The pace of change in Pantelhó accelerated in the 1980s. A charismatic Indian leader who had sought to be mayor in the 1970s was assassinated, but in 1982 the first Indian mayor was elected, and only Indians have held the office since. By 1990 Indians constituted 93 percent of the population, and had gained control of 90 percent of the land - both through land reform and through sales made by ladinos under the threat of increasing Indian militancy. Nonetheless, most plots were small and many Indians remained completely landless. In 1991, shortly after a ladino who had murdered an Indian was not brought to justice, a large block of Indians deserted what they saw as the ladino-dominated PRI and voted for the Frente Cardinista, the left-wing party that made the strongest showing in the contested 1988 election of Salinas de Gortari. Relations remained strained.

Major inequalities continued. Ladinos controlled transportation and commerce. While in the early 1980s there were 20 truck owners and roughly twice that many trucks among the 2,000 Zinacantecos in the hamlet of Nachig, only local ladinos owned the vehicles that connected Pantelhó to San Cristóbal. By 1991 there were four trucks owned by Indian cooperative groups - but they all worked routes internal to the township. Ladinos still controlled transportation to San Cristóbal and through it controlled commerce - both commerce in imported consumer goods, and the export of coffee, the township's most important economic resource. Still there was hope among Indians in Pantelhó: responding to what they interpreted as an opportunity to be offered by NAFTA, they began forming a marketing cooperative to export their coffee directly to the United States.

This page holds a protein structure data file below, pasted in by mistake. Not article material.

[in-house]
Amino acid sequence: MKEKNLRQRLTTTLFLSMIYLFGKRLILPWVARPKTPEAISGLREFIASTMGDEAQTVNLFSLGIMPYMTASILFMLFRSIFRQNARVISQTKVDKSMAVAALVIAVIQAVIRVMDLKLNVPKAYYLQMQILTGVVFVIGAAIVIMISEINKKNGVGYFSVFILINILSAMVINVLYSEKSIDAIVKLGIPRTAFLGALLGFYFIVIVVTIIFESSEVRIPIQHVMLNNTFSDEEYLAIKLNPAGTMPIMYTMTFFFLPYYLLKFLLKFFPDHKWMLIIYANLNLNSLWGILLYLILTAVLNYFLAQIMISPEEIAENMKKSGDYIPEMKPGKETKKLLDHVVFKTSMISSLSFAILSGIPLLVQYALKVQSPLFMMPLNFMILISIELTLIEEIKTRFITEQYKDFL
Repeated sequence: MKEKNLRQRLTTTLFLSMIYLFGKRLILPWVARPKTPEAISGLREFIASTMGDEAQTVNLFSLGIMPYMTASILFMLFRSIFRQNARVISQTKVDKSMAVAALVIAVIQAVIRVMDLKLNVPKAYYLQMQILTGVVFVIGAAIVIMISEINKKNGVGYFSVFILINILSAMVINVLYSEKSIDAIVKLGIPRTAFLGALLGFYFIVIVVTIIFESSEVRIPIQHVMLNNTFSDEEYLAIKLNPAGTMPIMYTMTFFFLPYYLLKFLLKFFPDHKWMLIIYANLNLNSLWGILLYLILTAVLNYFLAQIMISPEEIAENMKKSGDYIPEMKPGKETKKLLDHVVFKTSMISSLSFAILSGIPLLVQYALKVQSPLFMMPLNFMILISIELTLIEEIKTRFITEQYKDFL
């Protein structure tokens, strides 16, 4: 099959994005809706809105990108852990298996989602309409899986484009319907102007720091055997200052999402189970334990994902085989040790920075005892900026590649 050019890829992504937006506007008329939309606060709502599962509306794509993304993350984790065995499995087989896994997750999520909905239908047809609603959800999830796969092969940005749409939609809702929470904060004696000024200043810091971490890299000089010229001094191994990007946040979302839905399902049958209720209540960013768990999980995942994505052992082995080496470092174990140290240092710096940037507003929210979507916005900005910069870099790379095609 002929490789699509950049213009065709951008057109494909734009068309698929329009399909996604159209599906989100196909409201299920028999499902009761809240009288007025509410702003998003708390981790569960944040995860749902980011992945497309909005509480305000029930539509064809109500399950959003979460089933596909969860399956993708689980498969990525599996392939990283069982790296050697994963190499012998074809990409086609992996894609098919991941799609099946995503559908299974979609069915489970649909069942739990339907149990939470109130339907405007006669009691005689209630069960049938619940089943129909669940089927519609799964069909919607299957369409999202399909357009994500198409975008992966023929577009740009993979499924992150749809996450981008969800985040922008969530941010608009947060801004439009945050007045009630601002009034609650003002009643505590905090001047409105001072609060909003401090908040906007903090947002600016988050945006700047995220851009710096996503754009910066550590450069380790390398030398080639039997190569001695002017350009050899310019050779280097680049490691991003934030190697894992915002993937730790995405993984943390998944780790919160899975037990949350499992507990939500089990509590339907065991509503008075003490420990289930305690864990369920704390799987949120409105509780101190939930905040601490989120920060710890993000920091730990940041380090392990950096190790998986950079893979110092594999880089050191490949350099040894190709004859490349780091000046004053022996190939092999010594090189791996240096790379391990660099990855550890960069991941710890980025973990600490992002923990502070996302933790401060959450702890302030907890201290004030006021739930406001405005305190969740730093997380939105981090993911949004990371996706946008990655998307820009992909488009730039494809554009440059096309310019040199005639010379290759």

Zinacantán and Pantelhó both have internal economic differences that led to political conflict in the 1980s. But their situations are very different, because Zainacantán has long been Indian-controlled, both politically and economically, while Pantelhó was politically dominated by ladinos until a decade ago, and remains to some degree economically controlled by ladinos.

We would like to briefly interpret the differences, and on the basis of knowledge of other times and other places, speculate about their importance in understanding the Zapatista rebellion.

The story we tell about Zinacantán is that it was for many decades before the 1970s an Indian-controlled defensive refuge that excluded ladino and non-Zinacantecos as much as possible. Such communities are labeled "closed corporate peasant communities" by anthropologists. They are known for their strict control of internal conflict and their efforts to moderate internal economic inequality. Thus the conflicts in Zinacantán need to be explained. We see two important causes: first, the general prosperity of the 1970s lowered Zinacantecos' need to take a defensive posture that suppressed internal inequality, and second, the competition of the 1970s brought out different economic interests within the township. Anthropologists studying other periods in Mexico and other parts of the world have observed similar internal conflict in times of national prosperity.